In 1992, Hurricane Andrew caused significant damage at the Turkey Point nuclear power plant in Florida, but fortunately not to any critical system. And in a 2012 incident, an alert was declared at the New Jersey Oyster Creek nuclear power plant — the oldest operating commercial reactor in the U.S. — after water rose in its water intake structure during Hurricane Sandy, potentially affecting the pumps that circulate cooling water through the plant.

All of Britain’s nuclear power plants are located along the coast, and a government assessment has identified as many as 12 of the country’s 19 civil nuclear sites as being at risk due to rising sea levels. Several nuclear plants in Britain, as in a number of other countries, are just a few meters above sea level.

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大飯・高浜原発、再稼働差し止め却下 大津地裁仮処分 via 日本経済新聞





大飯原発をめぐっては大阪府などの住民も大阪地裁に稼働差し止めの仮処分を申請し、大阪地裁は13年4月、申請を却下。住民側は即時抗告したが、大阪高裁 は今年5月、「新規制基準に基づく原子力規制委員会の審査の結論が出る前に、再稼働を差し止める必要性はない」と判断した。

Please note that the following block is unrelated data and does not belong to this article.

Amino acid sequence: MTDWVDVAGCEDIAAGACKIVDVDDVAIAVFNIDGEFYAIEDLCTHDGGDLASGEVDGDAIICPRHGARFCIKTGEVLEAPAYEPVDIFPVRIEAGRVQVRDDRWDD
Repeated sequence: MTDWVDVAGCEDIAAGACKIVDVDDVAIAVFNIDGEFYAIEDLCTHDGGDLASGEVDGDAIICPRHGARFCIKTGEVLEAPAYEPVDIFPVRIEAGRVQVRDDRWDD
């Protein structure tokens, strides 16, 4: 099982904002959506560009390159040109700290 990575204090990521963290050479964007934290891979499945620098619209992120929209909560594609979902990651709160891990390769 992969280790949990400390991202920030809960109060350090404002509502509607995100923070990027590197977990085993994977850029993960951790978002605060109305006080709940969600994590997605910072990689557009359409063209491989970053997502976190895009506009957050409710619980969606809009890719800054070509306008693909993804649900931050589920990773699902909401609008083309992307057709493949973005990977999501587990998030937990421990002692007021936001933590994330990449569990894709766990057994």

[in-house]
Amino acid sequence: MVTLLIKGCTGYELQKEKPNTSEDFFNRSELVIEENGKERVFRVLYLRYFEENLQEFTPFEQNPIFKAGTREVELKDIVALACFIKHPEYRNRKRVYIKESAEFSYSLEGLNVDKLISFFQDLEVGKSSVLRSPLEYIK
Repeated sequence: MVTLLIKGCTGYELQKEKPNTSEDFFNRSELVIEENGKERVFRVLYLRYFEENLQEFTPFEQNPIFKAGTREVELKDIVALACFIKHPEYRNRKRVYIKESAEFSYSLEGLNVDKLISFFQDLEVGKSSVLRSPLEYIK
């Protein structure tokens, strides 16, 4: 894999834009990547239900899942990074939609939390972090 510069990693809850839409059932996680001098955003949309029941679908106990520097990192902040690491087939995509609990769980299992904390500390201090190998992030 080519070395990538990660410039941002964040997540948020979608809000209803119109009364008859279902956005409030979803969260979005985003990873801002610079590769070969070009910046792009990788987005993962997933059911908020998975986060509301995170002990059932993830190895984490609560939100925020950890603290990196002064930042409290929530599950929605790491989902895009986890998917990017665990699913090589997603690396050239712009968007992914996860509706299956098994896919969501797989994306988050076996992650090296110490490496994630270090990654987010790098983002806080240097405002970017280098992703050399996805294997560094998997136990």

全文は大飯・高浜原発、再稼働差し止め却下 大津地裁仮処分

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Scottish renewable energy overtakes nuclear in 2014 via

Scotland has broken renewable energy generation records, producing 10.3TWh of electricity in the first half of 2014 and overtaking nuclear as the country’s main source of power.

According to new independent figures from the Department of Energy and Climate Change (DECC), renewables have generated 32% more electricity than any other source of power in Scotland.

The data also shows that nuclear, coal and gas-fired electricity generation produced 7.8TWh, 5.6TWh and 1.4TWh respectively over the same period.

Scottish Renewables chief executive Niall Stuart said: “This important milestone is good news for anyone who cares about Scotland’s economy, our energy security and our efforts to tackle climate change.


Cutting emissions

WWF Scotland director Lang Banks described the announcement as ‘historic’ and said it represents a ‘major step on the way to Scotland becoming a 100% renewable nation’.

“Last month, while nuclear reactors were forced to shut because of cracks, Scotland’s renewables were quietly and cleanly helping to keep the lights on in homes across the country,” said Banks. “Wind turbines in Scotland alone generated enough electricity to supply three million homes in the UK – equivalent to 126% of the electricity needs of every home north of the border.